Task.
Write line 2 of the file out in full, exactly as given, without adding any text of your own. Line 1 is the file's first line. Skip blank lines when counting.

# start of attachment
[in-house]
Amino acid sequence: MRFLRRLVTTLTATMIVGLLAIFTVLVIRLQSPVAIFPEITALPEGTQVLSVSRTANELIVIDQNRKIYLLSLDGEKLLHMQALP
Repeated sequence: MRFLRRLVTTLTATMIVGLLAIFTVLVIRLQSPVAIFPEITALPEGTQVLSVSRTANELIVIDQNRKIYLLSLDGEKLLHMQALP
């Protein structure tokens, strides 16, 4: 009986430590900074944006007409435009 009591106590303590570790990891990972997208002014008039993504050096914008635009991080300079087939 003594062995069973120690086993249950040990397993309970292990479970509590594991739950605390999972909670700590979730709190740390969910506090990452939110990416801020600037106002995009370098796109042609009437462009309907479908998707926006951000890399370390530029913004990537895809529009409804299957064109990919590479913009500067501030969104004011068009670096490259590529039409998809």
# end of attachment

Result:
Amino acid sequence: MRFLRRLVTTLTATMIVGLLAIFTVLVIRLQSPVAIFPEITALPEGTQVLSVSRTANELIVIDQNRKIYLLSLDGEKLLHMQALP